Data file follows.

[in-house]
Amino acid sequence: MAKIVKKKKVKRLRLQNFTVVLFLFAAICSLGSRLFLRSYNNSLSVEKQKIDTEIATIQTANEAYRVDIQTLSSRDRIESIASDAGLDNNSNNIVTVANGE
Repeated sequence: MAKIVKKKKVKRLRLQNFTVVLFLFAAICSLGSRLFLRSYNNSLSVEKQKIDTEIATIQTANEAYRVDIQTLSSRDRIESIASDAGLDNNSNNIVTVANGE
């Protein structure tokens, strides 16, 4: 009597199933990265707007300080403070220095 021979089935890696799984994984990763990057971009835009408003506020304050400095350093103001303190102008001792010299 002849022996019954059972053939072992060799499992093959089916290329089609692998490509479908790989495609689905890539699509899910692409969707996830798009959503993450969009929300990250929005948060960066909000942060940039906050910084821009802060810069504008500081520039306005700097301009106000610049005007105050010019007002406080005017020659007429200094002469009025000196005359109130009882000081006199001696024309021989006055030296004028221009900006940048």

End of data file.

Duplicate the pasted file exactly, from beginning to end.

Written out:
[in-house]
Amino acid sequence: MAKIVKKKKVKRLRLQNFTVVLFLFAAICSLGSRLFLRSYNNSLSVEKQKIDTEIATIQTANEAYRVDIQTLSSRDRIESIASDAGLDNNSNNIVTVANGE
Repeated sequence: MAKIVKKKKVKRLRLQNFTVVLFLFAAICSLGSRLFLRSYNNSLSVEKQKIDTEIATIQTANEAYRVDIQTLSSRDRIESIASDAGLDNNSNNIVTVANGE
């Protein structure tokens, strides 16, 4: 009597199933990265707007300080403070220095 021979089935890696799984994984990763990057971009835009408003506020304050400095350093103001303190102008001792010299 002849022996019954059972053939072992060799499992093959089916290329089609692998490509479908790989495609689905890539699509899910692409969707996830798009959503993450969009929300990250929005948060960066909000942060940039906050910084821009802060810069504008500081520039306005700097301009106000610049005007105050010019007002406080005017020659007429200094002469009025000196005359109130009882000081006199001696024309021989006055030296004028221009900006940048």